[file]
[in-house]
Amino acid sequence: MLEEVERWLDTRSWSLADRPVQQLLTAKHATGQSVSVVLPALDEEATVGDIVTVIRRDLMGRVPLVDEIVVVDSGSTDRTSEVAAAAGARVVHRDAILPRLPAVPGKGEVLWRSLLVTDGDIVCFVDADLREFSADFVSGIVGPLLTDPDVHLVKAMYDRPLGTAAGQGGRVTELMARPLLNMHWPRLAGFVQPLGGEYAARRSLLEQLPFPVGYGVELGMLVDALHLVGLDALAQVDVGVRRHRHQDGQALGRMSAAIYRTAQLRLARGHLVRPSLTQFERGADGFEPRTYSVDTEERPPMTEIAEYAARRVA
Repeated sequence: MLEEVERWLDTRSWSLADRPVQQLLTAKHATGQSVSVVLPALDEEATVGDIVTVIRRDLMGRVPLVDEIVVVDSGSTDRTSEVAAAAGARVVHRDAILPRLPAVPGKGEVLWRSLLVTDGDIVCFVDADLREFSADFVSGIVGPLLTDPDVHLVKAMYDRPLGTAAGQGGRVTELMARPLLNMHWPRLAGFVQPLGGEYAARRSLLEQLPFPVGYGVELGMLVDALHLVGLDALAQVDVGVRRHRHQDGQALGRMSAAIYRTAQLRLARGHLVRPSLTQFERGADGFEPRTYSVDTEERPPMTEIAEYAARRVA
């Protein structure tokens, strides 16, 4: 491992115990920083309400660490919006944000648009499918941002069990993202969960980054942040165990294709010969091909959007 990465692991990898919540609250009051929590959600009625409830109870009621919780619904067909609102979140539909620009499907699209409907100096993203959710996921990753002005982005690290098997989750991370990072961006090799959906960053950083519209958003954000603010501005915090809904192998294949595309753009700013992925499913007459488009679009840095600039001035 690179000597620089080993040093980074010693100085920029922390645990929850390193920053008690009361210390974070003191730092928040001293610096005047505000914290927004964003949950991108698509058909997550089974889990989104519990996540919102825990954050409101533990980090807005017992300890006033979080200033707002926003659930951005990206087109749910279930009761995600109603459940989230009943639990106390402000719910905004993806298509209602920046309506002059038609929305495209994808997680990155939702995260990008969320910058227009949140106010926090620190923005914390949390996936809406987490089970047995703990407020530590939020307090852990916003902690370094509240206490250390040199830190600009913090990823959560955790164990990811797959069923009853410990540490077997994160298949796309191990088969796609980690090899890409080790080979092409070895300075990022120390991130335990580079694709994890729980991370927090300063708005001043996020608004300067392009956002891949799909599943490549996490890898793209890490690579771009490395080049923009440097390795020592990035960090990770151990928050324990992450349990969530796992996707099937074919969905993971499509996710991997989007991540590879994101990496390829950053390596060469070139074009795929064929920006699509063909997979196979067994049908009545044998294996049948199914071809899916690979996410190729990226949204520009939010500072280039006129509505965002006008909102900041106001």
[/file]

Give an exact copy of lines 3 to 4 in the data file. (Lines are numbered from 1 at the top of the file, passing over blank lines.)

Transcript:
Repeated sequence: MLEEVERWLDTRSWSLADRPVQQLLTAKHATGQSVSVVLPALDEEATVGDIVTVIRRDLMGRVPLVDEIVVVDSGSTDRTSEVAAAAGARVVHRDAILPRLPAVPGKGEVLWRSLLVTDGDIVCFVDADLREFSADFVSGIVGPLLTDPDVHLVKAMYDRPLGTAAGQGGRVTELMARPLLNMHWPRLAGFVQPLGGEYAARRSLLEQLPFPVGYGVELGMLVDALHLVGLDALAQVDVGVRRHRHQDGQALGRMSAAIYRTAQLRLARGHLVRPSLTQFERGADGFEPRTYSVDTEERPPMTEIAEYAARRVA
């Protein structure tokens, strides 16, 4: 491992115990920083309400660490919006944000648009499918941002069990993202969960980054942040165990294709010969091909959007 990465692991990898919540609250009051929590959600009625409830109870009621919780619904067909609102979140539909620009499907699209409907100096993203959710996921990753002005982005690290098997989750991370990072961006090799959906960053950083519209958003954000603010501005915090809904192998294949595309753009700013992925499913007459488009679009840095600039001035 690179000597620089080993040093980074010693100085920029922390645990929850390193920053008690009361210390974070003191730092928040001293610096005047505000914290927004964003949950991108698509058909997550089974889990989104519990996540919102825990954050409101533990980090807005017992300890006033979080200033707002926003659930951005990206087109749910279930009761995600109603459940989230009943639990106390402000719910905004993806298509209602920046309506002059038609929305495209994808997680990155939702995260990008969320910058227009949140106010926090620190923005914390949390996936809406987490089970047995703990407020530590939020307090852990916003902690370094509240206490250390040199830190600009913090990823959560955790164990990811797959069923009853410990540490077997994160298949796309191990088969796609980690090899890409080790080979092409070895300075990022120390991130335990580079694709994890729980991370927090300063708005001043996020608004300067392009956002891949799909599943490549996490890898793209890490690579771009490395080049923009440097390795020592990035960090990770151990928050324990992450349990969530796992996707099937074919969905993971499509996710991997989007991540590879994101990496390829950053390596060469070139074009795929064929920006699509063909997979196979067994049908009545044998294996049948199914071809899916690979996410190729990226949204520009939010500072280039006129509505965002006008909102900041106001």